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On the Southwest Corner of
Comanche's Square
Comanche, Texas

by Margaret Waring

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Choosing just one among Comanche's favorite historical items is not easy. There are several possibilities grouped on the southwest corner of Comanche's square. The double pen log cabin set beneath the Fleming Oak is identified as the only surviving log courthouse in Texas. One of its rooms served Comanche County during the years the county seat was located at Cora, some 12 miles southeast of Comanche. Later it was relocated slightly, a second room added, and it became a residence for many years. A hearty stand of Texas Historical Commission markers is gathered under the Fleming Oak where they point up local events and personalities.
Fleming Oak, Comanche Texas The Fleming Oak on the SW corner of Comanche's square
TE Photo
One of them recounts an 1861 night raid in bright moonlight when Indians made off with most of the horses in town. They were pursued by a sizeable group of local men who reputedly killed 19 Indians after a lengthy chase. Dr. Ashbel Smith (1805-1886) was a distinguished personality, important in Texas history, and his marker cites only a few of his many achievements. His only connection with Comanche County is a 1280 acre land grant patented in 1854. A Comanche resident finally purchased the property in 1889 and Dr. Smith never saw it. Dr. Robert T. Hill's marker honors the "Dean of Texas Geology" mentioning some of his professional accomplishments and noting his Comanche County connections. The most modern marker identifies the Bicentennial Park dedicated July 4th, 1976. This small park contains four limestone columns saved from the entrances of Comanche's fourth courthouse, used between 1891 and 1939.
Comanche TX - Robert Thomas Hill Historical Marker
Robert Thomas Hill Historical Marker in Comanche
TE photo

Continuing to flourish, the Fleming Oak shades a pleasant spot that once included one of the two town wells and a limestone watering trough carved to resemble a fish. In the course of modern paving work, the old well was uncovered. It was restored with native stone and its original circular well rock located, recovered, and donated to the project. One can look inside and admire the well's beautiful rock lining.

Tradition and history surround the Fleming Oak. William W. Fleming and his sixteen year old son, Martin V. reputedly camped near the tree as they passed through the area about 1854 freighting on the Ft. Gates/ Ft. Phantom Hill Road established to serve the short-lived military post located above modern Abilene. It was a prospecting trip, of sorts, before the town of Comanche was established. The Fleming family was living in Williamson County in 1850 at Georgetown but they relocated about 1854 to a home near the site of modern Killeen.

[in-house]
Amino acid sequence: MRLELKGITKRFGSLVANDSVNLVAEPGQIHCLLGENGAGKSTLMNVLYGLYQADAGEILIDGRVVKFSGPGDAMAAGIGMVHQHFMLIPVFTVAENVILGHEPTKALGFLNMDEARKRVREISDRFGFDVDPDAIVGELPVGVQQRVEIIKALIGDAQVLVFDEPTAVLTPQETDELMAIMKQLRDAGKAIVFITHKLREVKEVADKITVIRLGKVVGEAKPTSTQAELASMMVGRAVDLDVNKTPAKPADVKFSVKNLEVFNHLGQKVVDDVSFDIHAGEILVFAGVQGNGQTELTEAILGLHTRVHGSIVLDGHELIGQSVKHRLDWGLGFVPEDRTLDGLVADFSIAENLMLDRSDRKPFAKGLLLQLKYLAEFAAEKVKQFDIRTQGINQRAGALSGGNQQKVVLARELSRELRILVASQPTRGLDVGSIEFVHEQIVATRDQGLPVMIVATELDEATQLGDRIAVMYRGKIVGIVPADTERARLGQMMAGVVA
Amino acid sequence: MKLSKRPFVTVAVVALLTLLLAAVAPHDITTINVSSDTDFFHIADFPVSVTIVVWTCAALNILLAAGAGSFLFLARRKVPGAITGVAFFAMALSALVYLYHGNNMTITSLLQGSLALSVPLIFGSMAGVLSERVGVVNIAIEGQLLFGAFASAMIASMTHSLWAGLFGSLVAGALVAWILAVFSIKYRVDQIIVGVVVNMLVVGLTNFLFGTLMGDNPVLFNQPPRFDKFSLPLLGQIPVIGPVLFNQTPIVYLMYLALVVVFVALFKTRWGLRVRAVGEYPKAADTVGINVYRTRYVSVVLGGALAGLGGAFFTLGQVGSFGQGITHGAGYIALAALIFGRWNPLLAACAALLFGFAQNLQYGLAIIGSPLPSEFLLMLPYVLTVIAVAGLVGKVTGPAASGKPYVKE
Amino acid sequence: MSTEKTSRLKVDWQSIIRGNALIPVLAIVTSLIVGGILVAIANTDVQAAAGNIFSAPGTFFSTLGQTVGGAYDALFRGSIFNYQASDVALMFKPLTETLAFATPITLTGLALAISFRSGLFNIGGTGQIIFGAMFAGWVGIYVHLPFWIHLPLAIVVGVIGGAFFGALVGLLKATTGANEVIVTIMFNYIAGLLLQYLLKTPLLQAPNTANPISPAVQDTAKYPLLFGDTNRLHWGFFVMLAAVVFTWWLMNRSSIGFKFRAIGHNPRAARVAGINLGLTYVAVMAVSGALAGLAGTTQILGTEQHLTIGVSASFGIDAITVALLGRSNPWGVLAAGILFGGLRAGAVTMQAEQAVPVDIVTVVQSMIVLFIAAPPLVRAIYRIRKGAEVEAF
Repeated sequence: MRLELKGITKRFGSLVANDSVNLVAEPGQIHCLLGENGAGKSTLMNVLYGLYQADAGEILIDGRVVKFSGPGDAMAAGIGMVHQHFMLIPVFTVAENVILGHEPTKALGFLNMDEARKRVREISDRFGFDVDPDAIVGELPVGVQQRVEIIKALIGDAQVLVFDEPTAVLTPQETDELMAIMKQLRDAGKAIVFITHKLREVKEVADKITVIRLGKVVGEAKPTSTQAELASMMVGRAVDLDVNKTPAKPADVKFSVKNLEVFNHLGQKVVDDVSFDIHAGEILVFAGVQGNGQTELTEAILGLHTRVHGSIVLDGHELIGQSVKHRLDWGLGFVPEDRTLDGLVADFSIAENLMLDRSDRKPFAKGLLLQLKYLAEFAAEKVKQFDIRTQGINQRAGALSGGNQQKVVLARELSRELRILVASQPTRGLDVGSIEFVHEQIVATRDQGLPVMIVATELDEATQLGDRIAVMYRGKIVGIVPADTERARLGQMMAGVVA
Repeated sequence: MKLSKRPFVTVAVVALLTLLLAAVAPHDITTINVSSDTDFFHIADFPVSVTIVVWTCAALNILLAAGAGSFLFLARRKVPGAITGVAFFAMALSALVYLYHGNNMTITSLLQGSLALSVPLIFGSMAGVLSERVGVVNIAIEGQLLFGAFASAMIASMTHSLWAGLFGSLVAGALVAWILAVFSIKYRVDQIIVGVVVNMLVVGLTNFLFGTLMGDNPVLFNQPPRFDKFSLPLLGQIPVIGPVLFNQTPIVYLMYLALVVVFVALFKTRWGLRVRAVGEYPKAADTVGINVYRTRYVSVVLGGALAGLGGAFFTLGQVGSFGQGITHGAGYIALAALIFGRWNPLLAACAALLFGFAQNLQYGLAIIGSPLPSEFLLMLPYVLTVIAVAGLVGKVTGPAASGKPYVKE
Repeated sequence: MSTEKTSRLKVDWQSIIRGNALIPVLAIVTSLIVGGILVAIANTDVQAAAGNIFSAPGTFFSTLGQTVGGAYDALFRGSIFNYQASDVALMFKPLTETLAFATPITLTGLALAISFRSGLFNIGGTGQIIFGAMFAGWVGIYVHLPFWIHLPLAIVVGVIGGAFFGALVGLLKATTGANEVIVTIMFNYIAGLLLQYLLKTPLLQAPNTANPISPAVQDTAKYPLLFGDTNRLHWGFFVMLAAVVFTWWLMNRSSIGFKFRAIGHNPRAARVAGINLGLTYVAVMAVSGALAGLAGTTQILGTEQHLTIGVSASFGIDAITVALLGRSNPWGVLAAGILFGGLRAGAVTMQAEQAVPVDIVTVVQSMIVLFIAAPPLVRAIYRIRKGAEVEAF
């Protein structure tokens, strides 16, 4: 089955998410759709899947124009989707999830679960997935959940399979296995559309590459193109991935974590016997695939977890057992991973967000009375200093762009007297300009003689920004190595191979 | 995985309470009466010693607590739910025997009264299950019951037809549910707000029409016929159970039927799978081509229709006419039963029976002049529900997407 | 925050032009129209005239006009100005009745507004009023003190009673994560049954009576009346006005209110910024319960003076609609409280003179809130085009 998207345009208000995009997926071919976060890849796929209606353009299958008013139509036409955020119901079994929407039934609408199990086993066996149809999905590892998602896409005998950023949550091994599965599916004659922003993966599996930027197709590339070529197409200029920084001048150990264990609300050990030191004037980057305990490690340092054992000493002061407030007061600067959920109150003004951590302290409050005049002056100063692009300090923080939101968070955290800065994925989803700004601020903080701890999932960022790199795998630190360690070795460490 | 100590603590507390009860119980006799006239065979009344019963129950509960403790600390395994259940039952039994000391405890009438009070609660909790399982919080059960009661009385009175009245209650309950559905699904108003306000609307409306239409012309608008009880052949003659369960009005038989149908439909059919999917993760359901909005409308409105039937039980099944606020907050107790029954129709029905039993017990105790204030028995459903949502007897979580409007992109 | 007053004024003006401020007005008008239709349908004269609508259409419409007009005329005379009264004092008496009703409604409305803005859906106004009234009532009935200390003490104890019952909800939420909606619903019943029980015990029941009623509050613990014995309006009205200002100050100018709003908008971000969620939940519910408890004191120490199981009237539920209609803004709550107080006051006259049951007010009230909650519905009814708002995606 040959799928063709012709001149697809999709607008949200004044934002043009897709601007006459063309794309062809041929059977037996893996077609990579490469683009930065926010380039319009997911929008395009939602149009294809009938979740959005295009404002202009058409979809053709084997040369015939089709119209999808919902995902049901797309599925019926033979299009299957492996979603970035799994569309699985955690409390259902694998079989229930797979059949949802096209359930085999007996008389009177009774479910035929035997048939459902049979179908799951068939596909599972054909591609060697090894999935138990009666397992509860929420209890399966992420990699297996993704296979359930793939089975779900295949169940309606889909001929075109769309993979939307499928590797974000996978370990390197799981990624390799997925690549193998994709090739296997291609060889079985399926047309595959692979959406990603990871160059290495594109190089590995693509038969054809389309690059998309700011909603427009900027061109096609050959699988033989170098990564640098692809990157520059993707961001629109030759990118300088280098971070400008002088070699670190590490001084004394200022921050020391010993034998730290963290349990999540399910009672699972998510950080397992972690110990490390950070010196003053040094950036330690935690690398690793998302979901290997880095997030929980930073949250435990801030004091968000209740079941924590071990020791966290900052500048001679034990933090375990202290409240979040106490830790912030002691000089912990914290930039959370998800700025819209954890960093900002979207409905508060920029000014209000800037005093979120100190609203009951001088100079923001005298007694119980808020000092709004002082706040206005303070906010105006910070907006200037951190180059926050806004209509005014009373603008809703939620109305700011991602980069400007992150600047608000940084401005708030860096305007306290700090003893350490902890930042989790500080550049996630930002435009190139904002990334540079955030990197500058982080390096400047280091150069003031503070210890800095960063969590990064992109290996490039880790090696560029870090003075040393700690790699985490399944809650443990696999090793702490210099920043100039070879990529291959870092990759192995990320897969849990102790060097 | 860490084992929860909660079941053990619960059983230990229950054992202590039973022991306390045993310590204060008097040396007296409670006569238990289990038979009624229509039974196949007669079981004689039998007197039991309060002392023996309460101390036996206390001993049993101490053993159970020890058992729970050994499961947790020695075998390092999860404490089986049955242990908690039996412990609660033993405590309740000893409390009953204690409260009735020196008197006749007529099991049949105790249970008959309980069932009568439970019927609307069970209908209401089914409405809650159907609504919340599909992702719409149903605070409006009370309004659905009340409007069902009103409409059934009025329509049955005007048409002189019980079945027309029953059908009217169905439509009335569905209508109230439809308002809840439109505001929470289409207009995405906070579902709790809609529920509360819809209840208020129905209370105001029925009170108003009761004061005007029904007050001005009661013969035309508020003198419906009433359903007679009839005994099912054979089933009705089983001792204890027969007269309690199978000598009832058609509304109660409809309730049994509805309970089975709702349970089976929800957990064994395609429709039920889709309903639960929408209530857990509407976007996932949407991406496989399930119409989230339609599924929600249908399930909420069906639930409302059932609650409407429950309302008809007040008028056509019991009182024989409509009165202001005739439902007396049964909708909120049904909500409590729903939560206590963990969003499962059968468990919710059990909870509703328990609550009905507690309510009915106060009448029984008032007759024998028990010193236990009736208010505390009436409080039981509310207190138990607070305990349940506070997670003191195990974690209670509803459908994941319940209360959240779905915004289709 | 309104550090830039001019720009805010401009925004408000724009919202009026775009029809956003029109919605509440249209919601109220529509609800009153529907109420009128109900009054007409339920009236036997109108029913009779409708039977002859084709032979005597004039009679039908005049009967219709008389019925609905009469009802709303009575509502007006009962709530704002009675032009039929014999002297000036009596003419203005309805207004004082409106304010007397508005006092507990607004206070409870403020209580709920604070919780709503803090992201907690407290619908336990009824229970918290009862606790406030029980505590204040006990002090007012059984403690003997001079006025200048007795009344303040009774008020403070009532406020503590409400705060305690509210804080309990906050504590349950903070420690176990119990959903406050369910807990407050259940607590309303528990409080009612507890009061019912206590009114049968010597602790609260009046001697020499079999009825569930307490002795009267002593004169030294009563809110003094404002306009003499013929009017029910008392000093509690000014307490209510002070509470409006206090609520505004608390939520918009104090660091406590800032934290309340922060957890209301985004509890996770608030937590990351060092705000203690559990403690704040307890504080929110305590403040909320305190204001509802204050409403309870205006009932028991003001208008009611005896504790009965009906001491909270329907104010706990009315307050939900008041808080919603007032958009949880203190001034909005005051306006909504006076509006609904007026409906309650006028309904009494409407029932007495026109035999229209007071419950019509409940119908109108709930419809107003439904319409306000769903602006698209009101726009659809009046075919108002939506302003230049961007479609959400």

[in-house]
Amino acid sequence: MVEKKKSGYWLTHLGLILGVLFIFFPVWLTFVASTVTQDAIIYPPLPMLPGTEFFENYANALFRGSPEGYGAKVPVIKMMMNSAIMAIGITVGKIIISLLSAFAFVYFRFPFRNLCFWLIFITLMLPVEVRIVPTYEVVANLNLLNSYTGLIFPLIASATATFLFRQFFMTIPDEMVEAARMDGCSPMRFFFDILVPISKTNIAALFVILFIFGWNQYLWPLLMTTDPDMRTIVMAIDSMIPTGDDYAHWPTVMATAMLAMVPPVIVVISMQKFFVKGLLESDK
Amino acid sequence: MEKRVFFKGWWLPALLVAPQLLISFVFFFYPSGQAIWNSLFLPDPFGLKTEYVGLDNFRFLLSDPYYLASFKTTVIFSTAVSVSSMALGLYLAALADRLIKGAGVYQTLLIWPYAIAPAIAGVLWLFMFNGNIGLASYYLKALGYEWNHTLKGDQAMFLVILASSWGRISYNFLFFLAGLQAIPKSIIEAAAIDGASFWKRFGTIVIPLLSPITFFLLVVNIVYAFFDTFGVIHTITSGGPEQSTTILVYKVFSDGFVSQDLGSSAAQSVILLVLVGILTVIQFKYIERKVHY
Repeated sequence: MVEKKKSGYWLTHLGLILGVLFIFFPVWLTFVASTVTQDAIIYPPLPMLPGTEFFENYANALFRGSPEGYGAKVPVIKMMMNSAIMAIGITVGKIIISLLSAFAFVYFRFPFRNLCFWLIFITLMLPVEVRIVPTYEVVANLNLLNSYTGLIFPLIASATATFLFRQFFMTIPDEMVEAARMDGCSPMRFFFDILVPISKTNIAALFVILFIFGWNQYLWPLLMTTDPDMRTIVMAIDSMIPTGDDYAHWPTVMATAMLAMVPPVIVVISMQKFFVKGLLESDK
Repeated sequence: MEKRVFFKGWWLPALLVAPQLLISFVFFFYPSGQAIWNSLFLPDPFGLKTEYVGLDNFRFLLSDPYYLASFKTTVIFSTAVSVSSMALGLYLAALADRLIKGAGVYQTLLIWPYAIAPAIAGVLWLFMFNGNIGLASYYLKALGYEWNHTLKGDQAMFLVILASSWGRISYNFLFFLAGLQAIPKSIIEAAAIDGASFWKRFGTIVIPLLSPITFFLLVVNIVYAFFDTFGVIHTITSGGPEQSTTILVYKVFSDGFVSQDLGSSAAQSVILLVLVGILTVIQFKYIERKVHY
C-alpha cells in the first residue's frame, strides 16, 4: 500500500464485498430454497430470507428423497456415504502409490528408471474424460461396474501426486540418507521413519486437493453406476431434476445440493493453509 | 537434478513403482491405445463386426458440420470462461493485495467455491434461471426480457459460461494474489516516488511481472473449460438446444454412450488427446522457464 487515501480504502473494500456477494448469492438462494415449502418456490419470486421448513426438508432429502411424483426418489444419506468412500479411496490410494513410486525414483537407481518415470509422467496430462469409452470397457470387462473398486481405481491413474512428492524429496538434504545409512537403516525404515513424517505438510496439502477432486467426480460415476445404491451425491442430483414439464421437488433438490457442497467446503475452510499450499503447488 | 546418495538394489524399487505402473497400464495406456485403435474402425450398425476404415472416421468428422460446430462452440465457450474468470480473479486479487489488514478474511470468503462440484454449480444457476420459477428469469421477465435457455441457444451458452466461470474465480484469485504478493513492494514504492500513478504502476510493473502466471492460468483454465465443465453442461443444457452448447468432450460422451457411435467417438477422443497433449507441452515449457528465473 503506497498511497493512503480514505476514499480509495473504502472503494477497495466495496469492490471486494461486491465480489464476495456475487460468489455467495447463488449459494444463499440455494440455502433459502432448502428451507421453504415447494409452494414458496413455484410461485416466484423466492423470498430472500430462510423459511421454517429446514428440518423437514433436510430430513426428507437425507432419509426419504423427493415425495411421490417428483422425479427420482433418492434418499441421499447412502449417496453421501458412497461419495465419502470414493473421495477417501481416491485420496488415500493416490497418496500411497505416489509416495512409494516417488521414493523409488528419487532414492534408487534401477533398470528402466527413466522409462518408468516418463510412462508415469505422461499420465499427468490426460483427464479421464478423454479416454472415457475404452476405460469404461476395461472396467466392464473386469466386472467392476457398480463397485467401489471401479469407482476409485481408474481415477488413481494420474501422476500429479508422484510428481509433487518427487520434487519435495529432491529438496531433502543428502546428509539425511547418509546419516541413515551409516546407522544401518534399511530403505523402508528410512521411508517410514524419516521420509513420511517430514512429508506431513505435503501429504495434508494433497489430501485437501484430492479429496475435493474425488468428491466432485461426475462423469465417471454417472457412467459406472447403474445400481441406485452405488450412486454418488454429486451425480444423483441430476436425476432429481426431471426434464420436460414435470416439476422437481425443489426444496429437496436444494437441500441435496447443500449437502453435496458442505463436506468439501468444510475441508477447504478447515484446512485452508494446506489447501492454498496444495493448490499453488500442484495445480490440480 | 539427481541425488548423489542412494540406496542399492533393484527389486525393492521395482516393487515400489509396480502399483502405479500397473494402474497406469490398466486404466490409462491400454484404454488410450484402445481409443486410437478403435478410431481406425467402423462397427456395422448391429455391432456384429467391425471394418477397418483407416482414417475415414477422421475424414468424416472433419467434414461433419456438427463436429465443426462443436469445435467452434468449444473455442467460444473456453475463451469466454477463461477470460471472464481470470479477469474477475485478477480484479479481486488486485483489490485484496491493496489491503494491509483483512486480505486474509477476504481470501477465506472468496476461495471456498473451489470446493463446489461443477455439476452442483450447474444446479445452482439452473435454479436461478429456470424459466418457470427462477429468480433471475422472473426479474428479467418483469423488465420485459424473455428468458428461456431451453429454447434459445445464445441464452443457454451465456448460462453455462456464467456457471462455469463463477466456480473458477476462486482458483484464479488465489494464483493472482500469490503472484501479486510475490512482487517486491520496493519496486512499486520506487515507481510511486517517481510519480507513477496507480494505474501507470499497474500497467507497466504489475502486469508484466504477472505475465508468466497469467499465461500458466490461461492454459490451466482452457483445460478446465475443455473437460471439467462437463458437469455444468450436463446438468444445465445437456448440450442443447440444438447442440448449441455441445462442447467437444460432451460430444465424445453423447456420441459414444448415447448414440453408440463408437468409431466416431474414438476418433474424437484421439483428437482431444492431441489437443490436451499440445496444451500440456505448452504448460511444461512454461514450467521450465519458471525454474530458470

Martin V. Fleming apparently visited in Comanche again in the late 1850s as he returned to his Bell County home from a deer hunt. He learned of the Civil War while in Comanche and joined Co. G., First Texas Cavalry under Col. Thomas C. Frost in May of 1861 with a group of area men who mustered in at that time.

Mart Fleming, wounded twice, was discharged on disability in June of 1863 but he apparently did not return directly to Comanche. He lived briefly in Mexico after the Civil War but settled in Brenham about 1866. Some relatives lived in Washington County and there he was married to his second wife, whom he brought to Comanche in 1872. Uncle Mart, as he was affectionately known, was a stockman and a farmer with business interests in Comanche through the years. He owned and operated a furniture store and undertaking establishment for a time. He is best remembered for his meat market located on the south side of Comanche's square opposite the Fleming Oak and next to the original Comanche National Bank building. The façade at the market site is being restored as part of Comanche's Main Street program.

Comanche TX - Comanche National Bank Building
Original Comanche National Bank Building
TE Photo, 2002

A beloved Comanche tradition arises from the city's effort to remove all the old trees from the square about 1911. The often-told tale recounts the story of Mart Fleming defending the tree with his shotgun and threatening anyone who would take an axe to it. A similar story survives about an event in 1919 when Uncle Mart, again, protected the tree from a crew paving the square.

In an interview in 1921, Fleming says he did not mention his shotgun but told those who threatened the tree that he would use his "No. 10's" on them, a reference to his boot size rather than a gun. Fleming reported that some rough words were needed but workmen laid down their tools. The shotgun defense legend has been told and retold, spelled out on an historical marker beneath the tree, and is an entrenched piece of local folklore. Another long established Comanche tradition is decorating the Fleming Oak with lights at Christmas time.

Uncle Mart died in 1928 and is buried in Comanche along with his only child, Camille, who remained single and lived at home. Uncle Mart, thrice married, is reputed to have helped rear several orphans and his family included step children as well. A colorful figure, tall, lean, and pictured late in life with a white beard, Uncle Mart continues to remind one of Comanche's past. The tree he saved is treasured.


© Margaret T. Waring 2003

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